4. The AARP (American Association of Retired People) has considerable "political clout."
  5. _X_ None of the above is a significant exaggeration.

12. Which of the following, if any, is not a positive contribution that can be made to society by interest groups.

  1. Provide valuable information to both the general public and government officials.
  2. Act as a check on the behavior of other interest groups-and the government.
  3. Provide an effective means for minorities to present their views to the public and officials.
  4. _X_All of the above qualify as positive contributions.
  5. None of the above is a positive contribution.

13. Which of the following, if any, is something that interest groups do not do?

  1. _X_ Attempt to get their own members elected to public office.
  2. Attempt to persuade both elected and appointed government officials to do what is good for them, even when what they want isn't good for the general public.
  3. Attempt to convince the general public at they are right and their critics are wrong-even when the opposite is true.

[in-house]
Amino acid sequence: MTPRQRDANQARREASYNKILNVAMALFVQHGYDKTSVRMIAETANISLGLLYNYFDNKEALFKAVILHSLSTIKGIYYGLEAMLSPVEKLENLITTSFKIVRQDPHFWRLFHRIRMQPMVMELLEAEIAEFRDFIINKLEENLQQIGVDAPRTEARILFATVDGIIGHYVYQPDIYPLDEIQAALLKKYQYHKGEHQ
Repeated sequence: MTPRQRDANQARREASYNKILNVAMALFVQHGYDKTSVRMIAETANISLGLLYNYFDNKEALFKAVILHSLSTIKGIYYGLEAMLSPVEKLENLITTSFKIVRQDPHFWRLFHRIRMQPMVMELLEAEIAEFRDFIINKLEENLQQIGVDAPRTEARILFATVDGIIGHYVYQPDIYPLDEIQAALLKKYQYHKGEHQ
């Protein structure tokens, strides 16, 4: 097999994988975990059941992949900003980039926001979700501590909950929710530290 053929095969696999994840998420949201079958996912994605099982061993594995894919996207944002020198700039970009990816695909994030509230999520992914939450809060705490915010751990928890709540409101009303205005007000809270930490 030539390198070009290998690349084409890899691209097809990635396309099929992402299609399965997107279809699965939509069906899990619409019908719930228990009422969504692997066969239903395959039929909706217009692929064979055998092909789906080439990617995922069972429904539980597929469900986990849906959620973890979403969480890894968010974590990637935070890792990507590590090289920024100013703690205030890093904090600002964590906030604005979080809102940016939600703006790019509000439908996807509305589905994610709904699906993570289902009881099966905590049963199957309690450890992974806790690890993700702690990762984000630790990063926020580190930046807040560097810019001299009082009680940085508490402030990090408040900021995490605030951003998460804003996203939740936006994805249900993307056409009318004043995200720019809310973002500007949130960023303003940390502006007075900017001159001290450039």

4. Attempt to influence the outcome of elections in their favor-sometimes by unfair and even illegal means.
  5. Interest groups attempt to do all of the above.

14. Which of the following, if any, does Shively not say about interest groups?

  1. They generally do a better job of clearly presenting specific interests to government officials and the public than do political parties.
  2. They tend to not be terribly democratic in their internal organization.
  3. Some interest groups have special advantages over others and, as a result, all interests do not receive "equal representation."
  4. _X_They tend to "get their way" to a degree that puts democracy at serious risk.
  5. According to Shively, all of the above are true of interest groups.

15. Which of the following, if any, can reasonably be said about elections?

  1. If a system holds regular elections it can be assumed to be democratic.
  2. Competitive elections can be depended on to consistently provide the best realistically possible leaders.